Mechanical Engineers are concerned with things that move. To save energy, they need to be as light as possible. Generally to increase productivity they should operate quickly, hence friction should be kept as low as possible by choice of appropriate bearings, to prevent wasted energy appearing as unwanted heat.

Most major car companies are taking steps to lighten their vehicles while improving their quality, to improve the efficiency of existing types of engine while reducing their unwanted exhaust emissions and investigating new power systems. Modern lubricants for automobile engines are formulated to give low exhaust emissions while causing a minimum energy loss.

Blaming all atmospheric pollution on cars is however a simplification, as waste energy caused by heat losses from buildings is thought to cause even more pollution. Aircraft also generate more atmospheric pollution per person km than road vehicles.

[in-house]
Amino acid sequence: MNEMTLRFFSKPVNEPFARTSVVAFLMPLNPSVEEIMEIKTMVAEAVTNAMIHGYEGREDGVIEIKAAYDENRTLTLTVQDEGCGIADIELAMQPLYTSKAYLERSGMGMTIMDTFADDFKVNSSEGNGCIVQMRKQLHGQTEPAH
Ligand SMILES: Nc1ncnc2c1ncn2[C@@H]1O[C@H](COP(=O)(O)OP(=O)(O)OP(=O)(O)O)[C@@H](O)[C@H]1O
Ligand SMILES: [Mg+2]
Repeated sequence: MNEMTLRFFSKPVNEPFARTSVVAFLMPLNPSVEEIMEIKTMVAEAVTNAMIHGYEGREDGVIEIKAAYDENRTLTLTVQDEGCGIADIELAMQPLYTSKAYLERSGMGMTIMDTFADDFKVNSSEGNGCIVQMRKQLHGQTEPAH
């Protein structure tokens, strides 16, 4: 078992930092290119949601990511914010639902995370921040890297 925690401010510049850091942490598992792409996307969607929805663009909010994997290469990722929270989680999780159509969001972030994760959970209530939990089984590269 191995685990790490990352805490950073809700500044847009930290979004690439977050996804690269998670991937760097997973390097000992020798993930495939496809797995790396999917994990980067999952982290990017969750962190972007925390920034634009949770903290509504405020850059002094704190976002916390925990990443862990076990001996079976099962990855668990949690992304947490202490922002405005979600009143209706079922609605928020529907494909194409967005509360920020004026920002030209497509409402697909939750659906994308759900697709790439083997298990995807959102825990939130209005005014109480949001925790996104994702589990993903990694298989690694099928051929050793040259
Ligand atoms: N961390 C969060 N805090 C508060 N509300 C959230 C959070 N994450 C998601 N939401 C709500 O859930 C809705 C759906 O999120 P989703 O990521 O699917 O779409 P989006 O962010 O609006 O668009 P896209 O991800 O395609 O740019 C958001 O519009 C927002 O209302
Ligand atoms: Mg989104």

Disposal of Products.

As many industrialised countries are running out of landfill areas, where domestic and non-hazardous waste can be dumped, there is increasing pressure to reduce the volume of a such waste. This is being tackled in several ways. Simple economics is forcing up the cost of landfill, particularly at those sites near to centres of population. Governments in some countries are adding extra pressure by imposing landfill taxes. In Europe manufacturers of cars are responsible for ensuring that there are facilities in place for taking back the cars that they have manufactured at the end of their lives for re-cycling / disposal. Any costs incurred by the manufacturers are being passed on to purchasers as part of new car prices.